Accessibility Options overview
You can adjust the appearance and behavior of Windows to enhance accessibility for some vision-impaired, hearing-impaired, or mobility-impaired users without requiring additional software or hardware.
Windows includes the following programs to enhance accessibility:
Magnifier enlarges a portion of the screen for easier viewing.
Narrator uses text-to-speech technology to read the contents of the screen aloud. This is useful for people who are blind or are vision impaired.
On-Screen Keyboard provides users with limited mobility the ability to type on-screen using a pointing device.
Utility Manager enables users to check an Accessibility program's status and start or stop an Accessibility program. Users with administrator-level access can designate to have the program start when Utility Manager starts. Users can also start Accessibility programs before logging on to the computer on by pressing the Windows logo key () + U at the Welcome logon screen.
Using the accessibility tools available in Accessibility Options in Control Panel, you can easily set your keyboard, display, and mouse functions. For more information, click Related Topics.
You can use the Accessibility Wizard to help you set up the options and programs for your individual needs. For more information, click Related Topics.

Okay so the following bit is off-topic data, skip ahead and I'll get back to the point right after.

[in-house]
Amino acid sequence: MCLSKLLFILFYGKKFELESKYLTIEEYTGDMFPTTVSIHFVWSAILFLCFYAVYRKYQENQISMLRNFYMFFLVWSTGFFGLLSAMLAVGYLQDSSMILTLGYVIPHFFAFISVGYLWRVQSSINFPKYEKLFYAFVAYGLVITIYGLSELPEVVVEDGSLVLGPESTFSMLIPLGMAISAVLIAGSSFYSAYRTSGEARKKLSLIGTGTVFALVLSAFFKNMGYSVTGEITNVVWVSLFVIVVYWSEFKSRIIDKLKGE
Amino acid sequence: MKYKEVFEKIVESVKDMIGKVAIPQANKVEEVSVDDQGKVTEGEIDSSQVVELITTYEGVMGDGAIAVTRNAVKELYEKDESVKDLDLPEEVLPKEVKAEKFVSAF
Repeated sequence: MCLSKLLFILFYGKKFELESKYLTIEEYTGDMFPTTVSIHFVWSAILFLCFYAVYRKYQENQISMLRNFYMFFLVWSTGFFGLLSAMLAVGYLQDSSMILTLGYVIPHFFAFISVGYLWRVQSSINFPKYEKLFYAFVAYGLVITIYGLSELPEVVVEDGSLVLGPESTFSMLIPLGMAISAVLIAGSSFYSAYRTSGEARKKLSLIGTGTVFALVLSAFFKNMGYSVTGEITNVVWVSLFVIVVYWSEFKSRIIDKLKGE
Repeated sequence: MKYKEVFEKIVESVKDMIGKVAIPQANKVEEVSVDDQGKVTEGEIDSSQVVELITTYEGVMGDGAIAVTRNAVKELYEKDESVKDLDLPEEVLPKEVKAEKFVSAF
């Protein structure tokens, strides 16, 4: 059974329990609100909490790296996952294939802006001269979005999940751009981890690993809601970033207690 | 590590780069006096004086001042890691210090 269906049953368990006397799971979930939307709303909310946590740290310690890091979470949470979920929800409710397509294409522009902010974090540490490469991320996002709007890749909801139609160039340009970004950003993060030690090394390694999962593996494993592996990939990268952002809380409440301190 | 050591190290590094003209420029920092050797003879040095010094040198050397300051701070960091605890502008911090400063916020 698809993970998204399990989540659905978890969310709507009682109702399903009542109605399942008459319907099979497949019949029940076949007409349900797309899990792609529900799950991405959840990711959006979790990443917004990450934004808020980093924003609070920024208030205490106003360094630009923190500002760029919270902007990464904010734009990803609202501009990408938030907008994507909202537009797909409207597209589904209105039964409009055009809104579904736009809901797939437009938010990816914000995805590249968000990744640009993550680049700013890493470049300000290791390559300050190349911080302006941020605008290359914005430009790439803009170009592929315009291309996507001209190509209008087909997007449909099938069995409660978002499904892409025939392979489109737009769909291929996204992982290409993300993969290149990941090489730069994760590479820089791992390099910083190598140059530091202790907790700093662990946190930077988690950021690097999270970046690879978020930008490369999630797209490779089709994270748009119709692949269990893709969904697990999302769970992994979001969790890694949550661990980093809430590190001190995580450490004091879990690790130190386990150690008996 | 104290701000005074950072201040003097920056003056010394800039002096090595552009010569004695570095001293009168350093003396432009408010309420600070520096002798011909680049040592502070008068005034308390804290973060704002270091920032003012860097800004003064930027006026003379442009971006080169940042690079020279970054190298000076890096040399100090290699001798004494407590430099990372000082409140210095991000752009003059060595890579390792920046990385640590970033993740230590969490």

A wide variety of hardware and software products are available to make personal computers easier to use for people with disabilities. Among the different types of products available for MS-DOS and the Microsoft Windows operating systems are:
Programs that enlarge or alter the color of information on the screen for people with visual impairments.
Programs that describe information on the screen in Braille or synthesized speech for people who are blind or have difficulty reading.
Hardware and software utilities that modify the behavior of the mouse and keyboard.
Programs that enable the user to type using a mouse or his or her voice.
Word or phrase prediction software, which allows users to type more quickly and with fewer keystrokes.
Alternate input devices, such as single switch or puff and sip devices, for people who cannot use a mouse or a keyboard.
The accessibility tools that ship with Windows are intended to provide a minimum level of functionality for users with special needs. Most users with disabilities will need utility programs with more advanced functionality for daily use.
Control Panel accessibility options
Utility Manager overview
Microsoft documentation in alternative formats
Utilities to enhance accessibility
Information on Microsoft products and services for people with disabilities
Getting more accessibility information